In August, a report from Arrowwood Environmental was submitted to the Commissioner of the Vermont Department of Fish and Wildlife. The report concludes that the roadside spraying of pesticides by the BLSG Insect Control District is likely to harm endangered or threatened species of bat. Six weeks later the Commissioner of VT F&W responded that he and his staff had read the report but decided that no action on their part was needed to protect listed species of bat. We learned that the Vermont Endangered Species Committee, which is charged with advising the VT F&W Commissioner on all matters concerning Vermont’s endangered and threatened species, had not seen the report. So we sent it directly to that committee and last week the report’s author presented a summary of his conclusions at a meeting of the committee.
Before the report was first submitted to VT F&W, it was shared with several regional, national, and international conservation organizations. Every one of those organizations agreed with the conclusions of the report, and seven of them signed the report’s cover letter or wrote their own letter of support. Those organizations are:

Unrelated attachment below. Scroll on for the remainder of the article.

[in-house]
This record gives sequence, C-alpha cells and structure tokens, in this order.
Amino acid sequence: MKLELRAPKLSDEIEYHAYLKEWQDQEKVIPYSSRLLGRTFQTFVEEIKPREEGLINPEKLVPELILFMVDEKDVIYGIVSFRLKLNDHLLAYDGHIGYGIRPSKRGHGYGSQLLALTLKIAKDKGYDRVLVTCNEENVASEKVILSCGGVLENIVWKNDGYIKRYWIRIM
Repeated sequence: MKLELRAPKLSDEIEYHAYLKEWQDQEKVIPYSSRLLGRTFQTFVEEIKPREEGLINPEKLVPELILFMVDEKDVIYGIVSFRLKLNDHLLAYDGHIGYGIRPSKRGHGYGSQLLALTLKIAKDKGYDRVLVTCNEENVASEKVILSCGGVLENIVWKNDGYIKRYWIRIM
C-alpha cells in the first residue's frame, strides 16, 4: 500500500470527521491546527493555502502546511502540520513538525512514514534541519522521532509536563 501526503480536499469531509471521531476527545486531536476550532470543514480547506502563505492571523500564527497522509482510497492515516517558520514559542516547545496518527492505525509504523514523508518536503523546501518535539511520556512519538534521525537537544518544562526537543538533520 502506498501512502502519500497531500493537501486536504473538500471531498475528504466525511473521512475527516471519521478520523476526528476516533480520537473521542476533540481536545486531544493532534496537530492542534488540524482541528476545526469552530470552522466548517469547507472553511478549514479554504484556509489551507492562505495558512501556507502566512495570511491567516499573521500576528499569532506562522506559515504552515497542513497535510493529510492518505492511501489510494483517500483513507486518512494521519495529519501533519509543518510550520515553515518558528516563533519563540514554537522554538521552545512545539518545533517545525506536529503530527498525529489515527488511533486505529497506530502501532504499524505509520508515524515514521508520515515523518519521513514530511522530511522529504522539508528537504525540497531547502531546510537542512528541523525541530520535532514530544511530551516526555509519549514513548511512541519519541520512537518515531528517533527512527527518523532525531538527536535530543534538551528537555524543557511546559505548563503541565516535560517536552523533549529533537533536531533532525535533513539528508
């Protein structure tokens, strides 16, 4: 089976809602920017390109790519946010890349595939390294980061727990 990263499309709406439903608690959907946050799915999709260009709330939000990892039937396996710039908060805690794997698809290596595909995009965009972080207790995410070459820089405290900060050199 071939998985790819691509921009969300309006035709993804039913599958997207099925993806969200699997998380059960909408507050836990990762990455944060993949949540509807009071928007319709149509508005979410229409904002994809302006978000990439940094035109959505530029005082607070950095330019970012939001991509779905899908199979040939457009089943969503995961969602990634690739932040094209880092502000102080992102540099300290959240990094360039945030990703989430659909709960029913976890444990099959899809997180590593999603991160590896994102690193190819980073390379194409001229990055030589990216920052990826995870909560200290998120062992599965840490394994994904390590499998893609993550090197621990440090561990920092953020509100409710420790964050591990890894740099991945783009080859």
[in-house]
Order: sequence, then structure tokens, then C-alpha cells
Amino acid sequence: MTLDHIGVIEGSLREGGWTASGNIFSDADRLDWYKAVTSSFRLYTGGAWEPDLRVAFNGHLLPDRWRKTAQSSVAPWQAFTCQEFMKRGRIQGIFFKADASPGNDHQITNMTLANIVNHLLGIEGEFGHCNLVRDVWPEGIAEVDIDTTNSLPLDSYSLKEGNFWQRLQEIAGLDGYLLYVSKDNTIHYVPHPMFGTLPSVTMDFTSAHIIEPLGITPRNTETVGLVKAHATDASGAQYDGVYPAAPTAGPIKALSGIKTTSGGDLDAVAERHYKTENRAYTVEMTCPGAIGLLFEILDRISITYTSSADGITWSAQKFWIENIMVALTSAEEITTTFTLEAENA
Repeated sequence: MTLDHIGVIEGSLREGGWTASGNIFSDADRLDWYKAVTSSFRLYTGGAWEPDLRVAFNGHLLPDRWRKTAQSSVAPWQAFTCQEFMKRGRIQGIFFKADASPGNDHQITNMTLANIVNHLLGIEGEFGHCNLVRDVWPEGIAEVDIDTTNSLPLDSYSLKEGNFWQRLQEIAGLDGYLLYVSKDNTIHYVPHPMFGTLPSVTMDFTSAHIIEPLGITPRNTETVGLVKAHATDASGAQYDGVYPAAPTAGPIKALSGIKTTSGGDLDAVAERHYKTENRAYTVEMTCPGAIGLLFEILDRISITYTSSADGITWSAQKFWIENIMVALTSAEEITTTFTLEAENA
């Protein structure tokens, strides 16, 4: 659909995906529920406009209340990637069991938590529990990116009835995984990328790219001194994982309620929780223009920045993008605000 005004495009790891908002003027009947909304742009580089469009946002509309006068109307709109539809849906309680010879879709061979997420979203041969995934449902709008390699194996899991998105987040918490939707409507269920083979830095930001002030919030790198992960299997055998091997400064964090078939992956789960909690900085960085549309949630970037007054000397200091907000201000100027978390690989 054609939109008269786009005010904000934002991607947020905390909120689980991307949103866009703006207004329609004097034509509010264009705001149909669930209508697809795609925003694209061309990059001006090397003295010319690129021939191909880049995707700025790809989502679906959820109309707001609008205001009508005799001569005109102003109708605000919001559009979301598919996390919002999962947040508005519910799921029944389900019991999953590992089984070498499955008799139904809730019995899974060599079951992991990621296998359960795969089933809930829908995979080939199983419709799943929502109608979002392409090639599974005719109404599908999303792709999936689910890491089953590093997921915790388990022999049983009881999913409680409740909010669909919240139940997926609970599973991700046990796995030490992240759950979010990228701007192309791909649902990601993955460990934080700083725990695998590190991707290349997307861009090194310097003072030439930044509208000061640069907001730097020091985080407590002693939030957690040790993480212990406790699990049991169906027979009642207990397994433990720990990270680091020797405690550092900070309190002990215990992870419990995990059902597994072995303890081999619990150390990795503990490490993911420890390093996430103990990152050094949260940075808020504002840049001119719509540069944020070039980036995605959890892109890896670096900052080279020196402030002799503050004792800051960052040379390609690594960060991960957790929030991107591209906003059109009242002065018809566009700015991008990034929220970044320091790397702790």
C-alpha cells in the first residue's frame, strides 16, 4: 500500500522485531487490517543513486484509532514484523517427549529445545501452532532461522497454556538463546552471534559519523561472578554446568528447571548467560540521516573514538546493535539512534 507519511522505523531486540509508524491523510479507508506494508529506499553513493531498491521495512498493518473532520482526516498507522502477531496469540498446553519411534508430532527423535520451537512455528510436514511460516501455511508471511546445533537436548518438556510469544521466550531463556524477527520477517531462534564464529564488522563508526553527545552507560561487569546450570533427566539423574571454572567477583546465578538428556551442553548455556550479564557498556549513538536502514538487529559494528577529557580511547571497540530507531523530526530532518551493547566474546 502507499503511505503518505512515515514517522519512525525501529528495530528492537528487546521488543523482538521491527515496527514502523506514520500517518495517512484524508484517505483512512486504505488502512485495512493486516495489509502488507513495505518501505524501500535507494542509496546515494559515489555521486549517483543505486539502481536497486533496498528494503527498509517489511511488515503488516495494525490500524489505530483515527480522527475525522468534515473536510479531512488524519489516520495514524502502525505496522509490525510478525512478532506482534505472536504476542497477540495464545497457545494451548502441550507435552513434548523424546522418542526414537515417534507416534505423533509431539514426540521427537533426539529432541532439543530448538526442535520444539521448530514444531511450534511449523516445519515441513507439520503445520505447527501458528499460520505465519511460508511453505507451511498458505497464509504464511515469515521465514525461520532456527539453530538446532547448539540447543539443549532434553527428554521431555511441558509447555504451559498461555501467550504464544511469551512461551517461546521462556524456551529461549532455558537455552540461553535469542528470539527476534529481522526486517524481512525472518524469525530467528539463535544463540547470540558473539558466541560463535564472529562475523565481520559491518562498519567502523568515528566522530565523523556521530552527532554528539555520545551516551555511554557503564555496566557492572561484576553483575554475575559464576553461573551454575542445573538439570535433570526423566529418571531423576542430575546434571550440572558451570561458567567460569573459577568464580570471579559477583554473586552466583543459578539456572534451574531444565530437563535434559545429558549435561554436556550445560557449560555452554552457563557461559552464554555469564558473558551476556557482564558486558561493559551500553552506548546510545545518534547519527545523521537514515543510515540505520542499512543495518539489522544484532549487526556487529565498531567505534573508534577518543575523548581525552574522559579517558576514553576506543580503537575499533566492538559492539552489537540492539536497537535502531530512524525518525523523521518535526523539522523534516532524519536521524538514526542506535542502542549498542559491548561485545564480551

- National Wildlife Federation
- Vermont Natural Resources Council
- Center for Biological Diversity
- Biodiversity Research Institute
- Bat Conservation International
- Toxics Action Center
- Colrain Center for Conservation and Wildlife
In addition, a letter of support for the report’s conclusions was submitted by Zygmunt Plater, a Professor of Law at Boston College Law School. Professor Plater is the foremost scholar on endangered species law in the US, having successfully argued the famous “snail darter” case in front of the US Supreme Court in the 1970s (see his 2014 TED talk). Professor Plater’s letter states that:
As an environmental protection teacher, scholar, and practitioner over five decades, it is clear to me that on the science and the law, the Brandon-Leicester-Salisbury-Goshen-Pittsford Insect Control District’s pesticide application program meets the low threshold for a take, thus requiring a permit whereby thoughtful consideration of species protective alternative programmatic details can be worked out.
Arrowwood Environmental’s report speaks for itself, but the strong and unanimous support among conservation groups for the report’s conclusions highlights the importance of taking decisive action on this issue. We hope that as a first step, the Vermont Department of Fish and Wildlife requires that BLSG apply for an incidental take permit so that by next summer it will not be unlawfully taking endangered species of bat.